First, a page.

Choosing a car at dealership. Thoughtful grey hair man in formalwear leaning at the car and looking away
MIRAMAS, FRANCE?Three cylinders. Two electric motors. Two transmissions. Gas power for the back wheels, battery power for the front ones. And it plugs into the wall.
This is a sports car?
Having just revealed the production version of its i3 electric city car, BMW has now given a glimpse of the second model in the ?i? (for ?innovation?) program: the i8 hybrid.
Toronto Star Wheels received a special invitation to briefly drive the i8 on the company?s test track in France, using masked cars that are still in development. The car will be officially unveiled at the Frankfurt Motor Show next month, with Canadian sales expected to start in the first half of 2014.
Given the estimates mentioned, I?m guessing it will be priced between $150,000 and $200,000. It?s hard to compare that to other sports cars you may be considering because, at least for now, its powertrain and construction are unique.
It?s fast, but frugal at the pumps, and you?ll spend much of your time just explaining to your friends exactly how it works.
Essentially, it?s a plug-in hybrid. Charge it up and, for moderate city driving, you can cruise almost silently for 35 kilometres on battery power alone. But once the road opens up, so does the i8, blending internal combustion and electricity that can take you from zero to 100 km/h in 4.5 seconds, with a top speed of 250 km/h.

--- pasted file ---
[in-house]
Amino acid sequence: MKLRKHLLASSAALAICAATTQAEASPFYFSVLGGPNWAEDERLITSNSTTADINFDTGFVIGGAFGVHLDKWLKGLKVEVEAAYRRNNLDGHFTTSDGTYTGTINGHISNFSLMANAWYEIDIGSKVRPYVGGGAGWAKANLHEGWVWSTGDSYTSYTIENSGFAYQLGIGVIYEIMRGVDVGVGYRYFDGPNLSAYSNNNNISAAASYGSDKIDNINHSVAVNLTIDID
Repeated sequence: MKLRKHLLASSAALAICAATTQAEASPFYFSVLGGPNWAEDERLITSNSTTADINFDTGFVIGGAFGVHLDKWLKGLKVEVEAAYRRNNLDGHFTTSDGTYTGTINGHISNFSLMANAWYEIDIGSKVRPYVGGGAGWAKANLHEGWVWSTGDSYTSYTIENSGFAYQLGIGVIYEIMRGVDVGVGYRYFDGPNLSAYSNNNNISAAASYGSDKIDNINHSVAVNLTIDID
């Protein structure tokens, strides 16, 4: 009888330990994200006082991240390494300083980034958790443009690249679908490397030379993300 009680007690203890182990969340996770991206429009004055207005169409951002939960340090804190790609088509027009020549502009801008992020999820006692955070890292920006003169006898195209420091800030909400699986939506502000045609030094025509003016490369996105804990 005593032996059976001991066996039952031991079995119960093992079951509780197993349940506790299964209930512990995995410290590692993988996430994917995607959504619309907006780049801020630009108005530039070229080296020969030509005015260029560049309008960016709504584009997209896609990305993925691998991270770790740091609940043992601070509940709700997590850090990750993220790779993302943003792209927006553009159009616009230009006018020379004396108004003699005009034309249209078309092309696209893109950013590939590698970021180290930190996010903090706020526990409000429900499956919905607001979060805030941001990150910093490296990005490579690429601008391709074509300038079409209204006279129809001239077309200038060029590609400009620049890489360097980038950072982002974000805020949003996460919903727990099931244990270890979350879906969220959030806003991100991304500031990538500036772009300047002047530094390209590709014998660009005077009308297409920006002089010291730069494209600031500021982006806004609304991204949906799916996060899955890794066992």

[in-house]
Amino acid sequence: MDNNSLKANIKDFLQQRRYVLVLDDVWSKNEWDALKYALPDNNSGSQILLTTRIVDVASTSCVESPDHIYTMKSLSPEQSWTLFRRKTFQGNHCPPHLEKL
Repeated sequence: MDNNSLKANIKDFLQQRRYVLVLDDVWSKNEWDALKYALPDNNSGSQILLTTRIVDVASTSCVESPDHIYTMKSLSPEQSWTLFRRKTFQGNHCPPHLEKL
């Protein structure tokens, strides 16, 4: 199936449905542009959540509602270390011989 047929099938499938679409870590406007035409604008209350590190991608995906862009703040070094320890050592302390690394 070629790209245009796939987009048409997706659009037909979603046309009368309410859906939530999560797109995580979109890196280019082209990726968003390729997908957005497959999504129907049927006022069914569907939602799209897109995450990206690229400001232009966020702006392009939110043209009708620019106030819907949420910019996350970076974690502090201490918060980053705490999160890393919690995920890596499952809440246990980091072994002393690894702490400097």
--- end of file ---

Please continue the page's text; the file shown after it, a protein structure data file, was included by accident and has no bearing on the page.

The i8 concept car used a diesel engine, but the production model will use gasoline, since BMW intends to sell the i8 worldwide and says diesel can be a tough sell in some countries (meaning the U.S., basically).
Essentially a 3.0-L six-cylinder cut in half, the 1.5-L gasoline engine is boosted with a twin-scroll turbocharger, and produces 231 horsepower. It?s mounted in the rear, as close as possible to the passenger compartment for ideal weight distribution. Hooked to a six-speed automatic transmission, its job is to power the rear wheels.
There?s no stick shift available, the engineers say, because of the complicated gas-and-electric system. However, there is a manual mode, where you swap gears through the shift lever or wheel-mounted paddle shifters.
The engine?s liquid cooling system is up front, where you?ll also find a 131-hp electric motor borrowed from the i3. It exclusively powers the front wheels.
In electric-only mode, the car uses a two-speed transmission mated to the electric motor and is front-wheel drive, with a top speed of 120 km/h. The driver selects electric-only with a button, but if the battery isn?t sufficiently charged, the gasoline engine will supplement it, as a conventional hybrid does.
The electric drive system is also tucked in close to the cabin, for an even weight distribution of 50:50. The lithium-ion battery sits lengthwise between the seats, giving the car a low centre of gravity. Charging takes about two hours with a 220-volt outlet, and you?ll be able to buy a BMW-designed home station that mimics the shape of the car?s roof.
But it?s when the gas and electricity work together ? especially if you pop over to the Sport setting, instead of Comfort or the ultra-efficient Eco-Pro ? that the real magic begins.
The combination makes 362 horsepower and 420 lb.-ft. of torque. And the car only weighs 1,490 kilograms.